The first problem has to do with Spinoza’s views on causation. At the outset of the Ethics, he declares: “The cognition (cognitio) of an effect depends on, and involves, the cognition of its cause” (E1ax4, translation modified).29 That the cognition of the effect ‘involves’ the cognition of the cause means (given Spinoza’s use of involvere in such contexts30) that cause and effect are conceptually related. Thus, if A causes B, then B is conceived through A.31 In order to have the concept of B one needs to have the concept of A. Given that effects are conceived through their causes, for Spinoza, it is quite understandable that some commentators have reached the conclusion that the causes of a thing must be included in its essence. Michael Della Rocca, for example, writes that “a thing’s causes are, for Spinoza, built in to its essence” (2008: 94).32 This interpretation is based upon a very natural line of thought: If the essence of a thing is supposed to tell us ‘what the thing is,’ and if a thing is conceived through its causes, then it seems unavoidable that the causes must feature in the essence. Otherwise, the essence of a thing would not enable one to conceive of that thing (and this seems to be the job of essences after all). This reading also seems to find some support in Spinoza’s texts. In Letter 60, for instance, he writes that “the idea or definition of a thing should express its efficient cause.”33
However attractive the picture just sketched may be, it also faces some severe problems. On the present suggestion, the essence of a thing X presumably contains information about X’s entire causal history. E1ax4 dictates that X’s immediate cause is conceived through its cause, which in turn is conceived through its cause, and so on. Thus, to fully conceive of X (i.e., to fully grasp what X is), we need to conceive of the entire causal chain leading up to X. As a result, we seem to be forced to include in X’s essence X’s entire causal history. Some event in the distant past, for example, which happens to feature in the causal history of my neighbor’s dog, thus seems to belong to the essence of my neighbor’s dog.
While counterintuitive, this in itself may not be a problem (Spinoza has many counterintuitive things to say after all). What is a problem, however, is that Spinoza explicitly opposes building the causes of things into their essences. In the following three passages, he relies on a clear-cut distinction between the essence of a thing on the one hand and its external causes on the other:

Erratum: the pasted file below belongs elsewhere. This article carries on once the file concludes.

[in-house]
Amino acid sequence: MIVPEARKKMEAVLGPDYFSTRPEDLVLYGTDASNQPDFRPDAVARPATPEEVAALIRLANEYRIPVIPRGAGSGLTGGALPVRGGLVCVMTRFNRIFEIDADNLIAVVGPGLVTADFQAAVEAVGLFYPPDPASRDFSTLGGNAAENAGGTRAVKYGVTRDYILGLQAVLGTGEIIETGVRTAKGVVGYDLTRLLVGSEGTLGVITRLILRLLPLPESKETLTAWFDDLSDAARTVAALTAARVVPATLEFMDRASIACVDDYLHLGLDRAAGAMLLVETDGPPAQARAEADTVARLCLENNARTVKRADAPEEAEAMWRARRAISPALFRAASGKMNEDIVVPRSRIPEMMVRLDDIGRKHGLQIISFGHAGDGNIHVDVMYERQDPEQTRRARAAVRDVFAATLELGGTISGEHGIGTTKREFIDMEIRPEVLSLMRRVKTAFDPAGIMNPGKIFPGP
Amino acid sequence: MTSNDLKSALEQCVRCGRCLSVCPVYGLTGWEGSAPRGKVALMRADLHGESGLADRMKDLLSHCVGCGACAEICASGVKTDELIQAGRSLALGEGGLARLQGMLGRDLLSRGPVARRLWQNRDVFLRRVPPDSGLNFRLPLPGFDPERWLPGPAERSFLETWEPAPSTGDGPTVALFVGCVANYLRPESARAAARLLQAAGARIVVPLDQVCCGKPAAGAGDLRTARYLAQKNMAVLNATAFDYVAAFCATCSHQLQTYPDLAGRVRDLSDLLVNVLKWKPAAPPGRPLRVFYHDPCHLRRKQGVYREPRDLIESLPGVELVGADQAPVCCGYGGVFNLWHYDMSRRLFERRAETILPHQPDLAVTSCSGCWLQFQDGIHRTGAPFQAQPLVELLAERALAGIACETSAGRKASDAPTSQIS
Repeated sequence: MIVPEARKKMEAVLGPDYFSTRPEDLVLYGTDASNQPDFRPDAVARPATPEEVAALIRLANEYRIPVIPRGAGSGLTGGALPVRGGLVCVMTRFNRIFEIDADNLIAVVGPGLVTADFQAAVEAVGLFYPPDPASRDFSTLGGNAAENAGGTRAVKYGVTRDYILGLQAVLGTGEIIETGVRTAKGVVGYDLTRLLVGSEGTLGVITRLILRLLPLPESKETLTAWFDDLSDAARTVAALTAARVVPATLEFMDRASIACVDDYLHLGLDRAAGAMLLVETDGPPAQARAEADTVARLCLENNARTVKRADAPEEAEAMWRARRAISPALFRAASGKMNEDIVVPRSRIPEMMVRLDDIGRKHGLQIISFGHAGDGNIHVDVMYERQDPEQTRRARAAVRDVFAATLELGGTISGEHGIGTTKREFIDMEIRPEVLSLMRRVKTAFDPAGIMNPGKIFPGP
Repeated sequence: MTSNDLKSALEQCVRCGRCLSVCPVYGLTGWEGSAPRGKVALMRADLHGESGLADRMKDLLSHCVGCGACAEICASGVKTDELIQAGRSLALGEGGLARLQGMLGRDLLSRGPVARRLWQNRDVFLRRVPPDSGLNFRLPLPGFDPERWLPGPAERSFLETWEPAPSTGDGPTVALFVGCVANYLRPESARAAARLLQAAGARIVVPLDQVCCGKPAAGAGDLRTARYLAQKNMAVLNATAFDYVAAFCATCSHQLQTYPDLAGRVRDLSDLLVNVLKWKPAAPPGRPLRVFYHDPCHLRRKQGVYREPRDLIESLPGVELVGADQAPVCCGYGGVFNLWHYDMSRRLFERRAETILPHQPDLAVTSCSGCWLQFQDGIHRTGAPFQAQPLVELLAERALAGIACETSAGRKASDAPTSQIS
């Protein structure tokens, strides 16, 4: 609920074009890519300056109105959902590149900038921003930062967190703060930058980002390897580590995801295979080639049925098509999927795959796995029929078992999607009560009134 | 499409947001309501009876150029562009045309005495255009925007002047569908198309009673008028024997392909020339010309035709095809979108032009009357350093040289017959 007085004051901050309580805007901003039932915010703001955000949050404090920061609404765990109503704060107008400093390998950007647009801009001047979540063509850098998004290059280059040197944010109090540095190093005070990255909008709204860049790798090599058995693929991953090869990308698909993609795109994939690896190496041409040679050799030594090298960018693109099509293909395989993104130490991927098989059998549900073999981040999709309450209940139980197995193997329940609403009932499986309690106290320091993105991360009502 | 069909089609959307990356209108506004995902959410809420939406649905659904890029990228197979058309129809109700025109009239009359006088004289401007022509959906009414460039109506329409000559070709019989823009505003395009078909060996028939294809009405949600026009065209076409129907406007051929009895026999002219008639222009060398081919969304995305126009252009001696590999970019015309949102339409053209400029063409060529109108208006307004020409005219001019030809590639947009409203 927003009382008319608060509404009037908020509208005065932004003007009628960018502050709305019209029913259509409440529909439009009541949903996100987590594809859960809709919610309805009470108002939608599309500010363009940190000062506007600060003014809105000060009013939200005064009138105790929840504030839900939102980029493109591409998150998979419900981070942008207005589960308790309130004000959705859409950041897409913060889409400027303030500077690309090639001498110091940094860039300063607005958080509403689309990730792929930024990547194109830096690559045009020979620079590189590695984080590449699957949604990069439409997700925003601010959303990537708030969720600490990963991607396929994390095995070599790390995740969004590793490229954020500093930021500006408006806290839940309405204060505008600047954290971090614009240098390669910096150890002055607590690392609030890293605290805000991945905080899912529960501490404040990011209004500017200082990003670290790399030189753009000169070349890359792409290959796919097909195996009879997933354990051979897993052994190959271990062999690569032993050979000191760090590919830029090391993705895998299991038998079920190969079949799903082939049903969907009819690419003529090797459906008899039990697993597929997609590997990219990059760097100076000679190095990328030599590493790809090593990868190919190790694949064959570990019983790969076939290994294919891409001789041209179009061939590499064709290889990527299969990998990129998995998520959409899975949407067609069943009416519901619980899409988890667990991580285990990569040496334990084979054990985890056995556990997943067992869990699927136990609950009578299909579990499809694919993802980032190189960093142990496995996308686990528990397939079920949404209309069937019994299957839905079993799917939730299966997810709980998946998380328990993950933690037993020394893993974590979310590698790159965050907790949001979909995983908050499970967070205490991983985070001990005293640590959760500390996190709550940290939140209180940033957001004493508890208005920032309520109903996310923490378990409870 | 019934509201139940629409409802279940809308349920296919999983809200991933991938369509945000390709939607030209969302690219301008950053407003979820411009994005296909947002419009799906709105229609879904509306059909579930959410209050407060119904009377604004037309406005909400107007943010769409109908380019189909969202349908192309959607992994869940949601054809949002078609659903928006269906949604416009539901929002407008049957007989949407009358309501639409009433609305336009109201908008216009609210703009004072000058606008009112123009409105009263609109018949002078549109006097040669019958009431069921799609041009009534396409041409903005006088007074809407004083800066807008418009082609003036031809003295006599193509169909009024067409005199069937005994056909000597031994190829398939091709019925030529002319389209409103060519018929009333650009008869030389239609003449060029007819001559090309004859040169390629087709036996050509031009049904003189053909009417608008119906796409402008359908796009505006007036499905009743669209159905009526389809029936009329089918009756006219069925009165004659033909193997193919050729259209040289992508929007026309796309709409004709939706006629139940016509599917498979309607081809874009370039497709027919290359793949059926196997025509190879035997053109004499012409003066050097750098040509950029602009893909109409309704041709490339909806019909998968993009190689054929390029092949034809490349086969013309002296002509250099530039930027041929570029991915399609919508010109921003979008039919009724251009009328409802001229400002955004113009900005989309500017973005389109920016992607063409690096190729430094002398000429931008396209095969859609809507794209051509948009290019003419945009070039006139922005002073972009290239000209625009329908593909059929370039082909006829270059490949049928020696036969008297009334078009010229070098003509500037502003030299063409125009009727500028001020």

A thing is called necessary either by reason of its essence or by reason of its cause. For a thing’s existence follows necessarily either from its essence and definition or from a given efficient cause. (E1p33s1)
[T]he definition of any thing affirms, and does not deny, the thing’s essence, or it posits the thing’s essence, and does not take it away. So while we attend only to the thing itself, and not to its external causes, we shall not be able to find anything in it which can destroy it, q.e.d. (E3p4d)
As is clear from these texts, there are several contexts where Spinoza carefully distinguishes between the essence of a thing and its external causes.35 In E3p4d, he says (and this sounds quite natural) that this amounts to a distinction between “the thing itself” and its external causes. All of this suggests that for Spinoza the essential features of a thing are intrinsic to the thing (a point I will return to soon). If this is so, however, then the (external) causes of a thing presumably would have to be excluded from its essence. We thus seem to have reached an impasse. On the one hand, things are conceived through their causes, which suggests that the causes need to be built into the essences of things. On the other hand, Spinoza explicitly excludes the causes of a thing from its essence. The problem of overloading thus reappears in a new guise. This time it is the close connection between causation and conception which causes the trouble.